Intuitively, from the given information, a rational agent would put more confidence to the fact that individuals are not equal than on their equality; since the degree of distinction is more than the degree of similarity.The inference mechanism is specified in Ginsberg (1988). The closure operator over the truth assignment function denotes the truth assignment that labels information entailed from the given set of rules and facts. The operator takes into account set of rules that entail q and considers set of rules that entail . Here the conjunctor, disjunctor and negator used are min, max and operators respectively.

Now the two intervals and are neither comparable with respect to in Triangle nor they have a in the Triangle structure. Thus the two intervals cannot be combined to get a single assertion for . Hence, using Triangle it is not possible to achieve the intended inference that and don’t seem to be equal.

Thus the knowledge ordering in bilattice-based triangle must be modified in order to remove the aforementioned discrepancy. The modified knowledge ordering must incorporate within Triangle the ability to perform reasoning in presence of nonmonotonicity and demonstrate the repetitive belief revision, as the default bilattice has.

### 3.2 Truth ordering is not always accurate:

An interval, taken as an epistemic state for a proposition, specifies the optimistic and pessimistic boundaries of the truth value of the proposition. In the bilattice-based triangle intervals are ordered with respect to ordering based on the boundaries of intervals; for two intervals and , iff and . Now with this ordering, any two intervals and are incomparable if is a proper sub-interval of or vice-versa, i.e. if one interval lies completely within the other with no common boundary. The justification behind this incomparability is that, if an interval, say , is a proper sub-interval of then the actual truth value approximated by interval may be greater or less than that of . For instance, if and then can be less than ( if ) or can be greater than (if ).

But similar situation may arise even when two intervals are not proper sub-interval of one another but just overlap, e.g. say and . Yet these intervals are t-comparable, i.e., . As the two intervals overlap, it is not ensured that the real truth value approximated by the lower interval will be smaller than the real truth value approximated by the higher interval (e.g. though but it may be the case that and ). In this respect the comparibility of these two intervals is not justified. Therefore, it is not always the most accurate ordering and can be regarded as a ” weak truth ordering” Esteva . (1994).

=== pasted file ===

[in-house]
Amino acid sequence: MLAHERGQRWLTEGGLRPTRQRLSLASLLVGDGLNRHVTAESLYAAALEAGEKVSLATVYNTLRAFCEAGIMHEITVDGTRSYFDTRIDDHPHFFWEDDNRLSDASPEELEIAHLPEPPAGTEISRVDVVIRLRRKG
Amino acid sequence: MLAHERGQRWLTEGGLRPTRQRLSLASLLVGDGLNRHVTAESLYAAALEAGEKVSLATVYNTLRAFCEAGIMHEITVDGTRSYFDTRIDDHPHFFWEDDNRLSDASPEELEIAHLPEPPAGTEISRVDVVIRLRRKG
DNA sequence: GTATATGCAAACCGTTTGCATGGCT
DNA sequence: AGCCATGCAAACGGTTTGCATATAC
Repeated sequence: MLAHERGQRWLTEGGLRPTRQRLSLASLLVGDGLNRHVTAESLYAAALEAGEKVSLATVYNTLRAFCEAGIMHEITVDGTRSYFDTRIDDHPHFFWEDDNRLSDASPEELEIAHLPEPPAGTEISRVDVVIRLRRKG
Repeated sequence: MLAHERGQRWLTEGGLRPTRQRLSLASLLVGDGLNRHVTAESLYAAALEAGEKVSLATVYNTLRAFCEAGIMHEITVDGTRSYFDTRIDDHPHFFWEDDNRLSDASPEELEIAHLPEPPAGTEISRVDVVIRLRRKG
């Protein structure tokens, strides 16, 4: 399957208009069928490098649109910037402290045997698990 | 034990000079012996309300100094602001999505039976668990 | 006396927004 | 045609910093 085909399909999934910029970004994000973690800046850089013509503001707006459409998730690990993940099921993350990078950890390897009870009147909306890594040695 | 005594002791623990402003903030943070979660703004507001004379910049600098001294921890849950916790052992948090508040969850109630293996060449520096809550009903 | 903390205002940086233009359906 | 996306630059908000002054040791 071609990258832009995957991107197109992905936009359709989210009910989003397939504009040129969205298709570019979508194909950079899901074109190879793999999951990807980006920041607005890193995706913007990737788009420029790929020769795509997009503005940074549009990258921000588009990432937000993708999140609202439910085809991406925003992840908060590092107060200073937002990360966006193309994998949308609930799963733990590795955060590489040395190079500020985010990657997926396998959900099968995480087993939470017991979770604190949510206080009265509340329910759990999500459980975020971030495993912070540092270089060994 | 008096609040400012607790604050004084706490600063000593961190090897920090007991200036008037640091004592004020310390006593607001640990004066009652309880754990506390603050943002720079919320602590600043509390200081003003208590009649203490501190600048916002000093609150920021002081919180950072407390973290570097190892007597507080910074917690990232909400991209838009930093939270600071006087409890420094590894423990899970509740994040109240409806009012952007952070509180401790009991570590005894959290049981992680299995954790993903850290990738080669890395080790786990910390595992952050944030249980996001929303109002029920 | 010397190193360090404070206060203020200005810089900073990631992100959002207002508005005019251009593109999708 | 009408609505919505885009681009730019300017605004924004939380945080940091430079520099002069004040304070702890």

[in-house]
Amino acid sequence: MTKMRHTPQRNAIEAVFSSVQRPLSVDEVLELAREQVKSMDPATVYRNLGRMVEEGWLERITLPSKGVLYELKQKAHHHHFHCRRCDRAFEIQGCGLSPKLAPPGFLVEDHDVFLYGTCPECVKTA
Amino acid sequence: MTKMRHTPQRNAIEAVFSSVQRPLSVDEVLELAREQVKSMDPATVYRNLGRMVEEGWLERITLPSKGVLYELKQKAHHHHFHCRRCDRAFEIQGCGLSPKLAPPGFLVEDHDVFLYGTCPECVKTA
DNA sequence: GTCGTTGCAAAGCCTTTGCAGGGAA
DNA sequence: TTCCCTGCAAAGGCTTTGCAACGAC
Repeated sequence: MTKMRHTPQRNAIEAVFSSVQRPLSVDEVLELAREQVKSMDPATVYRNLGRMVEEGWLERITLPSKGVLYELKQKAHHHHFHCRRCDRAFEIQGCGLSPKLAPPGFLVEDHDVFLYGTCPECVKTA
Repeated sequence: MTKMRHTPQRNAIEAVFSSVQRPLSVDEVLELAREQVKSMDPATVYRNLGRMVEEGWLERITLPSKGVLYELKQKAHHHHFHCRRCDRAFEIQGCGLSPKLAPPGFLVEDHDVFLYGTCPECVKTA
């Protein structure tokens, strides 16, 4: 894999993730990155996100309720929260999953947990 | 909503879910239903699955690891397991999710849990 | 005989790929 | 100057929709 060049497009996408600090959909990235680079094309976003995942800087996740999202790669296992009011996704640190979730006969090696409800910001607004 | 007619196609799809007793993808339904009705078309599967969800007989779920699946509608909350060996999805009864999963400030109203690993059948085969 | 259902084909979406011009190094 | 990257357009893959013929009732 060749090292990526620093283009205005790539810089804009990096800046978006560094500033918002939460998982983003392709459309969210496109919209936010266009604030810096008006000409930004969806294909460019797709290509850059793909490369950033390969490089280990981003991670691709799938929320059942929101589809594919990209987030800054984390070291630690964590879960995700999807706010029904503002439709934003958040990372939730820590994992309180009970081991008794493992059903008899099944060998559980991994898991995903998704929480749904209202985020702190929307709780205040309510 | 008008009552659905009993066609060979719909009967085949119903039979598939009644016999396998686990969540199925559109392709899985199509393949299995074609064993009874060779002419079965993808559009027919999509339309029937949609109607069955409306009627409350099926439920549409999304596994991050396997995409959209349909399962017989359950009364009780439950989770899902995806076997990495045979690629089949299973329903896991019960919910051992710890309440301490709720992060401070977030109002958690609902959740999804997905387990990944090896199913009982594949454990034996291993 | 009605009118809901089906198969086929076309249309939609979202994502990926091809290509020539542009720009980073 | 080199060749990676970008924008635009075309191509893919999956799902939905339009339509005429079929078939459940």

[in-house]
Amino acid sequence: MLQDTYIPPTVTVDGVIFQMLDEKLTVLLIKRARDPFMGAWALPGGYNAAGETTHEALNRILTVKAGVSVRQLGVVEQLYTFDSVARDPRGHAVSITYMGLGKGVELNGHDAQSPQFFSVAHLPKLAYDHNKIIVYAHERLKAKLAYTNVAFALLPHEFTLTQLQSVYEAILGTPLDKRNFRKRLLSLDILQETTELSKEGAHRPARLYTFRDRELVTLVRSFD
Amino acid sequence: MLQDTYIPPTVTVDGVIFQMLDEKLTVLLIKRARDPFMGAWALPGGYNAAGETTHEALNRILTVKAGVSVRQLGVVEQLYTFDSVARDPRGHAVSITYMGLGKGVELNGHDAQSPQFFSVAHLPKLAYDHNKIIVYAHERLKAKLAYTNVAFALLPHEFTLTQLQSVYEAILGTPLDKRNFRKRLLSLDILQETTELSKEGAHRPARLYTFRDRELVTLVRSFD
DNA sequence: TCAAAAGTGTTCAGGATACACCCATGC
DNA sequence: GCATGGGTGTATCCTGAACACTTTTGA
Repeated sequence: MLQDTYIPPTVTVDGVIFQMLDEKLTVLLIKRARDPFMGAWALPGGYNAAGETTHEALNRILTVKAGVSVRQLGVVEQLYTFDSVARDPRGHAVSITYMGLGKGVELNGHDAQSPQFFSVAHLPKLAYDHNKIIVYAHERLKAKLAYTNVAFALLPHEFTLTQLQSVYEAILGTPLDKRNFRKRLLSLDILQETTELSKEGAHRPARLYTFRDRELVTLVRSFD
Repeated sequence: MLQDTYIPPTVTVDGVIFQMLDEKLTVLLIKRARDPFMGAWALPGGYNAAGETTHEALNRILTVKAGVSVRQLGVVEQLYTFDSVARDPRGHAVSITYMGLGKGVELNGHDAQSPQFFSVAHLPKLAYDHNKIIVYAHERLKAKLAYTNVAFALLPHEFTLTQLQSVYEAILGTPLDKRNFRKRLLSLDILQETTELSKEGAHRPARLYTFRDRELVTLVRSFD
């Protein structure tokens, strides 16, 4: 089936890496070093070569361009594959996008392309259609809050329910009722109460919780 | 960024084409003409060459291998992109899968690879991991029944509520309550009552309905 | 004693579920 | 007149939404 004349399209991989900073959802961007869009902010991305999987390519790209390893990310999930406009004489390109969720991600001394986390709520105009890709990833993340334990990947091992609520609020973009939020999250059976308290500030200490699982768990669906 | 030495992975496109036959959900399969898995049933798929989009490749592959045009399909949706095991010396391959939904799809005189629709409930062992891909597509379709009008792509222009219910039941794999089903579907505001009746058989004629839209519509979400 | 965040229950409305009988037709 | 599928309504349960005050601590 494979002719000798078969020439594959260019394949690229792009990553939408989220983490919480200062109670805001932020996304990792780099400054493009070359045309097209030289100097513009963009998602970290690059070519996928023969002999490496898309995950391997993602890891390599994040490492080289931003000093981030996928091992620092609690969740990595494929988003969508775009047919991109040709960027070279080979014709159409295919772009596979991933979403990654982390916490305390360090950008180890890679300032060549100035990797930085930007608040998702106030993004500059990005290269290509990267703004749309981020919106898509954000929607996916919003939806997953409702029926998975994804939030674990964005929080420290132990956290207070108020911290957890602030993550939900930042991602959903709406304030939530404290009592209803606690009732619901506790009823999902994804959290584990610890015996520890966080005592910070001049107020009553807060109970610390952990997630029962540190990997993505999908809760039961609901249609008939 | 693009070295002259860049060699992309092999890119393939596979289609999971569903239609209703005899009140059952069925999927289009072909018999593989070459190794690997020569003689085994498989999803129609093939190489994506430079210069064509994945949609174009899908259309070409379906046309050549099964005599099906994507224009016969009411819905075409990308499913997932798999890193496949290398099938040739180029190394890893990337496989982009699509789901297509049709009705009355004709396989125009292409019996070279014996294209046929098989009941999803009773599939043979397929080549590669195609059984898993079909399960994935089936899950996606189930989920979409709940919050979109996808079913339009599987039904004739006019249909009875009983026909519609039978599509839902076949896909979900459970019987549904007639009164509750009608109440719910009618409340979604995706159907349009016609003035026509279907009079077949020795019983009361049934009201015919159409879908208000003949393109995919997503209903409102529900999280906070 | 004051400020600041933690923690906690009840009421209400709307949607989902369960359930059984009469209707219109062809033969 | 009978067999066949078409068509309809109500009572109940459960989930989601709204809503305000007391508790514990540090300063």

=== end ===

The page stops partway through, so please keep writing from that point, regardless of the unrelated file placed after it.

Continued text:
The intuitive justification in support for the truth ordering is given as Deschrijver (2009):

iff the probability that is larger than ”

i.e. the basic intuition behind truth ordering of two intervals and lies in comparing the probabilities and , where, and are the actual truth values approximated by intervals and respectively.

Now, let us check whether this intuition holds good for the aforementioned pairs of intervals and eliminates the anomaly regarding their comparibility. Let us denote the three intervals , and by respectively. Now for the pair of intervals and , lets calculate the probabilities as specified in the right hand side of the iff condition in statement .

Since for an interval any value is equally probable to be equal to

(i.e. there is a uniform probability distribution over

) then for a sub-interval of we have, .

For intervals and , i.e. and respectively,

and

.

and

.

Now within the overlapped interval , and are equally probable,i.e.

.

So, .

For intervals and , i.e. and respectively,

and and

.

.

Again within the overlapped portion , and are equally probable,i.e.

.

So, .

Thus it can be seen for pairs of intervals and :

and